With a new administration in the White House, new leadership of the U.S. House and Senate ag committees, and a returning secretary of agriculture, the members of the National Association of State Departments of Agriculture had much to discuss at the recent 2021 Winter Policy Conference.

From the Hill

Leading the news for members was the official confirmation of U.S. Secretary of Agriculture Tom Vilsack, Feb. 23. And while he was unable to address the organization, many of his stated priorities for the U.S. Department of Agriculture are also shared by NASDA members, including protecting the food supply chain, advancing diversity, equity and inclusion in agriculture, building and maintaining markets that advance local and rural economies and promoting science-based solutions to climate challenges.

NASDA members heard from the leadership of both the U.S. House and Senate ag committees on policy priorities that will be on the docket in the 117th Congress. Primary on everyone’s minds is agriculture’s role in a post-pandemic economy and a future economy that addresses climate change.

Rep. GT Thompson, R-PA, ranking member of the House Agriculture Committee, told members that one of his priorities is to ensure that any climate smart programs that come from Congress are public-private partnerships written with the farmer in mind. Agriculture has the potential to be a major carbon bank, he said, and that could offset about 11% of the carbon emissions from energy production. But, whatever is created must have the farmer’s interest in mind, he added.

To improve agriculture’s use of technology, Thompson and Chairman Rep. David Scott, D-GA, stated that it’s time to improve rural infrastructure and work on filling the digital divide by expanding rural broadband access. Much like bringing electricity to rural Americans 90 years ago required government assistance, it’s likely expanding broadband will as well, they said.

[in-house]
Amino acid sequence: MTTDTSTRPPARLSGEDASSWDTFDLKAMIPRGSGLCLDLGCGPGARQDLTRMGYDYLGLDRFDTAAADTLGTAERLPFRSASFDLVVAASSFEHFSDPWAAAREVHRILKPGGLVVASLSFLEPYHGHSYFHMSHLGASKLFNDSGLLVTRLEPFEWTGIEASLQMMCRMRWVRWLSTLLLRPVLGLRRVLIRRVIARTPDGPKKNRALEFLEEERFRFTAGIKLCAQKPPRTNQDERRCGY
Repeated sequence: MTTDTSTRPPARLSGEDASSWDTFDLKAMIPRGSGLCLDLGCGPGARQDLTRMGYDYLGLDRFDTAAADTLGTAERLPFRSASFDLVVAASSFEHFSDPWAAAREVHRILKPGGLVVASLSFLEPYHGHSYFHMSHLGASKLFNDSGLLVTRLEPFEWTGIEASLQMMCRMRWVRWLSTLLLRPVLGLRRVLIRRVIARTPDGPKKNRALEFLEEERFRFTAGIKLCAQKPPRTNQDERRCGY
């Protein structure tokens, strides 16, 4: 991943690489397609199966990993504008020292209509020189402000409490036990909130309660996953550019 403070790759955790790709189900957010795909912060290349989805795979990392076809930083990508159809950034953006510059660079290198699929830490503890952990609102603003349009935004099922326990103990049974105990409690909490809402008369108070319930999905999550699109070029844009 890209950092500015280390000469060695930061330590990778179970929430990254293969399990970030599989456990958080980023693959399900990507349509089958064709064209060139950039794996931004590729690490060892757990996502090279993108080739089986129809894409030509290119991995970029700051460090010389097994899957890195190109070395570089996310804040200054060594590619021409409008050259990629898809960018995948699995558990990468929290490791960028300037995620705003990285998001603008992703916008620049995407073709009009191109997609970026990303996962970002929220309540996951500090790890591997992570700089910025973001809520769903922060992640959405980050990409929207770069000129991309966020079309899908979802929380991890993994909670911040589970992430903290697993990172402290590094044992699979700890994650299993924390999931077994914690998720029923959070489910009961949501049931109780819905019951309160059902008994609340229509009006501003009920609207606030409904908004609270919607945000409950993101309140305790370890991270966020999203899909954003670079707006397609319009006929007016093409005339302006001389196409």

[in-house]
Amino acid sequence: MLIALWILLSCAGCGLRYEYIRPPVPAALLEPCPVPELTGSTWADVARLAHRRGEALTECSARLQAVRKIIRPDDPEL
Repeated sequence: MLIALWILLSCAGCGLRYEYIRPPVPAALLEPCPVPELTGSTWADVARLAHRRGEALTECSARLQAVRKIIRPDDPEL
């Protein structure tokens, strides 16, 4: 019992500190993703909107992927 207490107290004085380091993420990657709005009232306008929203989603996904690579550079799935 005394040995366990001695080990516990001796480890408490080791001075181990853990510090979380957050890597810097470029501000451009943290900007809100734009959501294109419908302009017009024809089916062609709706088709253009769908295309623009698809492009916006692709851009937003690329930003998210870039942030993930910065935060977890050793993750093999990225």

Securing food for Americans

Coming out of the pandemic and the food insecurities that it uncovered, NASDA members voted to adopt policy to address hunger and food insecurity in the nation.

“We are making a promise to continue upholding our duty to grow and enhance American agriculture to nourish people and communities,” NASDA President Ryan Quarles said. “State departments of agriculture and our farm families have a special role to play in feeding a hungry nation.” To help in fulfilling this mission, NASDA released a new Food Security Toolkit to help states learn from the successes of other states’ food security wins and give them the resources to copy the efforts at home.

Other policies adopted by the membership were aimed at improving essential worker safety and investment in local and regional food. These policies are one way to respond to the supply chain vulnerabilities that COVID-19 revealed at the height of the 2020 pandemic.

The new policies propose many methods to getting to the goal, but all specify that small- to medium-size food businesses are a critical part of improving the resiliency of the food system to weather major impacts to one part of the chain or another.

“While our current system has reached efficiency heights only dreamed of by previous generations, today’s market unintentionally creates challenges for small and local food producers, processors and distributors,” NASDA CEO Barb Glenn said. “Significant investments are needed to protect the diversity of our production facilities and their market access.”

NASDA policy calls for federal policies that support new and expanded local and regional processing facilities, expanding federal meat and poultry processing facility grants to state inspected facilities, and supports interagency efforts to secure PPE and COVID-19 vaccines for agricultural and food workers so that they can be safe and maintain an uninterrupted food supply.

“Our food system depends first on the well-being of the people who work each day to grow, harvest, process, pack and transport our food,” Glenn said.

NASDA is a nonpartisan, nonprofit of elected and appointed commissioners, secretaries and directors of the departments of ag in all 50 states and four U.S. territories.

Jennifer M. Latzke can be reached at journal@hpj.com.

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